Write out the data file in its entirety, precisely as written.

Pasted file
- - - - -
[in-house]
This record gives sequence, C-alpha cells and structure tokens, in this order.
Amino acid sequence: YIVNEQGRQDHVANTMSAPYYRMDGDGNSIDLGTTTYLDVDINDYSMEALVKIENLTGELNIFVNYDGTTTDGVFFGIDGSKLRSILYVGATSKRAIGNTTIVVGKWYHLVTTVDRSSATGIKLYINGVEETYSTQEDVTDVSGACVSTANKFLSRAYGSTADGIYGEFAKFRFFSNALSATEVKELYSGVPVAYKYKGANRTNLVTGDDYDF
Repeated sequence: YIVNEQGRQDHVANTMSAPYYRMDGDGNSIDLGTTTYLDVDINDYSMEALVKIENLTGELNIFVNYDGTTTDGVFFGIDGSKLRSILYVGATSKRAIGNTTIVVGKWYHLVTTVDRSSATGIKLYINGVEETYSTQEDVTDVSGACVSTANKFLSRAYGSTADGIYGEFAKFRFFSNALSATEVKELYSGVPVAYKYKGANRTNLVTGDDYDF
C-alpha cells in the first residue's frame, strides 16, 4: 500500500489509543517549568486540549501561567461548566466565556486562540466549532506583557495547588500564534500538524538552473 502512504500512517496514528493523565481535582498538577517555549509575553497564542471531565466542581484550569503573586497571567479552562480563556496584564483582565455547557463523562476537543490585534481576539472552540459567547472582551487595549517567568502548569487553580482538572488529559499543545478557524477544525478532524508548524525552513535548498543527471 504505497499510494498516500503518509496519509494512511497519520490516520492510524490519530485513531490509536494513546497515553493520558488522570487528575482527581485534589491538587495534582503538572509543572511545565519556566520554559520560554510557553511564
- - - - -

[in-house]
This record gives sequence, C-alpha cells and structure tokens, in this order.
Amino acid sequence: YIVNEQGRQDHVANTMSAPYYRMDGDGNSIDLGTTTYLDVDINDYSMEALVKIENLTGELNIFVNYDGTTTDGVFFGIDGSKLRSILYVGATSKRAIGNTTIVVGKWYHLVTTVDRSSATGIKLYINGVEETYSTQEDVTDVSGACVSTANKFLSRAYGSTADGIYGEFAKFRFFSNALSATEVKELYSGVPVAYKYKGANRTNLVTGDDYDF
Repeated sequence: YIVNEQGRQDHVANTMSAPYYRMDGDGNSIDLGTTTYLDVDINDYSMEALVKIENLTGELNIFVNYDGTTTDGVFFGIDGSKLRSILYVGATSKRAIGNTTIVVGKWYHLVTTVDRSSATGIKLYINGVEETYSTQEDVTDVSGACVSTANKFLSRAYGSTADGIYGEFAKFRFFSNALSATEVKELYSGVPVAYKYKGANRTNLVTGDDYDF
C-alpha cells in the first residue's frame, strides 16, 4: 500500500489509543517549568486540549501561567461548566466565556486562540466549532506583557495547588500564534500538524538552473 502512504500512517496514528493523565481535582498538577517555549509575553497564542471531565466542581484550569503573586497571567479552562480563556496584564483582565455547557463523562476537543490585534481576539472552540459567547472582551487595549517567568502548569487553580482538572488529559499543545478557524477544525478532524508548524525552513535548498543527471 504505497499510494498516500503518509496519509494512511497519520490516520492510524490519530485513531490509536494513546497515553493520558488522570487528575482527581485534589491538587495534582503538572509543572511545565519556566520554559520560554510557553511564